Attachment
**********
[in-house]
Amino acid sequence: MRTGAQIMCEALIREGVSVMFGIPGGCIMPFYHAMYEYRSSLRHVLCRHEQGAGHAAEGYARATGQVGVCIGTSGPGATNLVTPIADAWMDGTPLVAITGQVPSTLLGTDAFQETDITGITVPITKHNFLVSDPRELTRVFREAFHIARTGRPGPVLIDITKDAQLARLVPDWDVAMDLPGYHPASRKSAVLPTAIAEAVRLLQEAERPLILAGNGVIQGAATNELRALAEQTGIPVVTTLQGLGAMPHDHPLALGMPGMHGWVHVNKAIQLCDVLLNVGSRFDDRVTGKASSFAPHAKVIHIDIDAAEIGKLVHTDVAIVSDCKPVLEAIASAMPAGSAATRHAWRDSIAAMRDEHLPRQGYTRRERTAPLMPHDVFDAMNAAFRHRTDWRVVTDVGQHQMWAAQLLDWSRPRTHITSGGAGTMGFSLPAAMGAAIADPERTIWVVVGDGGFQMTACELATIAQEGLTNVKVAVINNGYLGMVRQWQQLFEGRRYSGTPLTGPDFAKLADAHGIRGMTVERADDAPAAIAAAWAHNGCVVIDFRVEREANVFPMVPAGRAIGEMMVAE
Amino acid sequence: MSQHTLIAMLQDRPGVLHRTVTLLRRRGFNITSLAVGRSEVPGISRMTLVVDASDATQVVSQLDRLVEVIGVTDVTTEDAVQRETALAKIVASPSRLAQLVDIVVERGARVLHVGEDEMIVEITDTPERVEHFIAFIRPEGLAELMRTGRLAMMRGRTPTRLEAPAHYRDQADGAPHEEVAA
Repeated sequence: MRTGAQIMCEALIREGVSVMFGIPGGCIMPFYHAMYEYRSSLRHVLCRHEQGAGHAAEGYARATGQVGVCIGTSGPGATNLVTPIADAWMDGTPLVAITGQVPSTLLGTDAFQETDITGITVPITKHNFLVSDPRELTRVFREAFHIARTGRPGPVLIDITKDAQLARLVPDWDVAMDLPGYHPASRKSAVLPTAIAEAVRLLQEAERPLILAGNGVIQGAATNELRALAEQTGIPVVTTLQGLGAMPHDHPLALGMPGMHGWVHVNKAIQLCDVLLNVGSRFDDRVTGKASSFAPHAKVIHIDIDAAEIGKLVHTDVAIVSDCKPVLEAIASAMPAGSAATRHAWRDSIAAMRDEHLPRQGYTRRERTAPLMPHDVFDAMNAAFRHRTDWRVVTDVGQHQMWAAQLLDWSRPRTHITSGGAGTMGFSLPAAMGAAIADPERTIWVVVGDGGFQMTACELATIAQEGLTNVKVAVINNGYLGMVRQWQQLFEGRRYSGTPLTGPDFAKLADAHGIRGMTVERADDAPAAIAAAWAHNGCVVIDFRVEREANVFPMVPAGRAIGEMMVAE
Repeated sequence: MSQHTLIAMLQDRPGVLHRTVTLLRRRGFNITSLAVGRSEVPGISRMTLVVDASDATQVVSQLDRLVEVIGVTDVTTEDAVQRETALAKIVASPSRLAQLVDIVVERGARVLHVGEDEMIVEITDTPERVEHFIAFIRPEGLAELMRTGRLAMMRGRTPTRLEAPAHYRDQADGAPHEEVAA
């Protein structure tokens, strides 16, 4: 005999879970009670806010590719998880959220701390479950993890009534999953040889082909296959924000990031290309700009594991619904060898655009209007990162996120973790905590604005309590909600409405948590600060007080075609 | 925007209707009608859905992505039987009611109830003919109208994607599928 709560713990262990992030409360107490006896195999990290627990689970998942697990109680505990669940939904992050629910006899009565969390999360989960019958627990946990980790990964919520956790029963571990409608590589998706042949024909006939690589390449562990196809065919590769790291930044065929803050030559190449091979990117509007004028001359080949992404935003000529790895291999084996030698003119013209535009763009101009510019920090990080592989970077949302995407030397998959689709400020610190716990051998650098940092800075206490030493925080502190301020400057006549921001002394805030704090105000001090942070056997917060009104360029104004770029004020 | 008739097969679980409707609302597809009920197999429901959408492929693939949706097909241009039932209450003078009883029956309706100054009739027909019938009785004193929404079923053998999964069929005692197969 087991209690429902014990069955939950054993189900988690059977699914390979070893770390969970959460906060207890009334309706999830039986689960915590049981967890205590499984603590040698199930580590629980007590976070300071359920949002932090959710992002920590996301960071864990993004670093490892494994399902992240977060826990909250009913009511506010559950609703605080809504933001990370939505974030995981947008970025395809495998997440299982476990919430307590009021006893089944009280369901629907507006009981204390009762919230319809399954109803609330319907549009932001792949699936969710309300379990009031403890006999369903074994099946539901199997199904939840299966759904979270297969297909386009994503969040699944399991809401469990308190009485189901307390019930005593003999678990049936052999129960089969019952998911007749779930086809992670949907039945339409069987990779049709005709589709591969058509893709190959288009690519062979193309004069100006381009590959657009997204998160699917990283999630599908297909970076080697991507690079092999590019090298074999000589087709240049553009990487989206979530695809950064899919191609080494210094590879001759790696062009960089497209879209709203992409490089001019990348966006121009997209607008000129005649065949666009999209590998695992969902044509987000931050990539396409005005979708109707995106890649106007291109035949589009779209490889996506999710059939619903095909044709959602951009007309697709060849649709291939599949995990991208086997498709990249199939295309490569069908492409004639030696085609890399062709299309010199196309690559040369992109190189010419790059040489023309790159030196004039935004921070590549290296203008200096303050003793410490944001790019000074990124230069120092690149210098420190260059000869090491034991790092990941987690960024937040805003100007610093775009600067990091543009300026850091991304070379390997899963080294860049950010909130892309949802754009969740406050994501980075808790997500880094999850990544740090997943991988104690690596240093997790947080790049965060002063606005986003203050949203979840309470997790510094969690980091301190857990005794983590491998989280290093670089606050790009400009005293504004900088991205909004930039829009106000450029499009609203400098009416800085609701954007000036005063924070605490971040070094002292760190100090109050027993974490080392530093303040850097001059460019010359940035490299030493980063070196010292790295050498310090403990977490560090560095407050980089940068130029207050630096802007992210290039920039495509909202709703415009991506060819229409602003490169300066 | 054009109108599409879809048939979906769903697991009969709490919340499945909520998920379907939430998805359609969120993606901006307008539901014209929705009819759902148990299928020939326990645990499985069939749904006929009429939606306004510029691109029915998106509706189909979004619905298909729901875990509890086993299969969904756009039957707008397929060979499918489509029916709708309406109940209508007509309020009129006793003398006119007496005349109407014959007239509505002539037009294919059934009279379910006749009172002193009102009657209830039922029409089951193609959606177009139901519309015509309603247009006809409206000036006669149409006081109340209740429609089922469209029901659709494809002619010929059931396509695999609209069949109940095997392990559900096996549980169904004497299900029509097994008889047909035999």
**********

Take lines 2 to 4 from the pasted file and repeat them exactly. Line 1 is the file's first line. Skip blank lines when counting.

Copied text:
Amino acid sequence: MRTGAQIMCEALIREGVSVMFGIPGGCIMPFYHAMYEYRSSLRHVLCRHEQGAGHAAEGYARATGQVGVCIGTSGPGATNLVTPIADAWMDGTPLVAITGQVPSTLLGTDAFQETDITGITVPITKHNFLVSDPRELTRVFREAFHIARTGRPGPVLIDITKDAQLARLVPDWDVAMDLPGYHPASRKSAVLPTAIAEAVRLLQEAERPLILAGNGVIQGAATNELRALAEQTGIPVVTTLQGLGAMPHDHPLALGMPGMHGWVHVNKAIQLCDVLLNVGSRFDDRVTGKASSFAPHAKVIHIDIDAAEIGKLVHTDVAIVSDCKPVLEAIASAMPAGSAATRHAWRDSIAAMRDEHLPRQGYTRRERTAPLMPHDVFDAMNAAFRHRTDWRVVTDVGQHQMWAAQLLDWSRPRTHITSGGAGTMGFSLPAAMGAAIADPERTIWVVVGDGGFQMTACELATIAQEGLTNVKVAVINNGYLGMVRQWQQLFEGRRYSGTPLTGPDFAKLADAHGIRGMTVERADDAPAAIAAAWAHNGCVVIDFRVEREANVFPMVPAGRAIGEMMVAE
Amino acid sequence: MSQHTLIAMLQDRPGVLHRTVTLLRRRGFNITSLAVGRSEVPGISRMTLVVDASDATQVVSQLDRLVEVIGVTDVTTEDAVQRETALAKIVASPSRLAQLVDIVVERGARVLHVGEDEMIVEITDTPERVEHFIAFIRPEGLAELMRTGRLAMMRGRTPTRLEAPAHYRDQADGAPHEEVAA
Repeated sequence: MRTGAQIMCEALIREGVSVMFGIPGGCIMPFYHAMYEYRSSLRHVLCRHEQGAGHAAEGYARATGQVGVCIGTSGPGATNLVTPIADAWMDGTPLVAITGQVPSTLLGTDAFQETDITGITVPITKHNFLVSDPRELTRVFREAFHIARTGRPGPVLIDITKDAQLARLVPDWDVAMDLPGYHPASRKSAVLPTAIAEAVRLLQEAERPLILAGNGVIQGAATNELRALAEQTGIPVVTTLQGLGAMPHDHPLALGMPGMHGWVHVNKAIQLCDVLLNVGSRFDDRVTGKASSFAPHAKVIHIDIDAAEIGKLVHTDVAIVSDCKPVLEAIASAMPAGSAATRHAWRDSIAAMRDEHLPRQGYTRRERTAPLMPHDVFDAMNAAFRHRTDWRVVTDVGQHQMWAAQLLDWSRPRTHITSGGAGTMGFSLPAAMGAAIADPERTIWVVVGDGGFQMTACELATIAQEGLTNVKVAVINNGYLGMVRQWQQLFEGRRYSGTPLTGPDFAKLADAHGIRGMTVERADDAPAAIAAAWAHNGCVVIDFRVEREANVFPMVPAGRAIGEMMVAE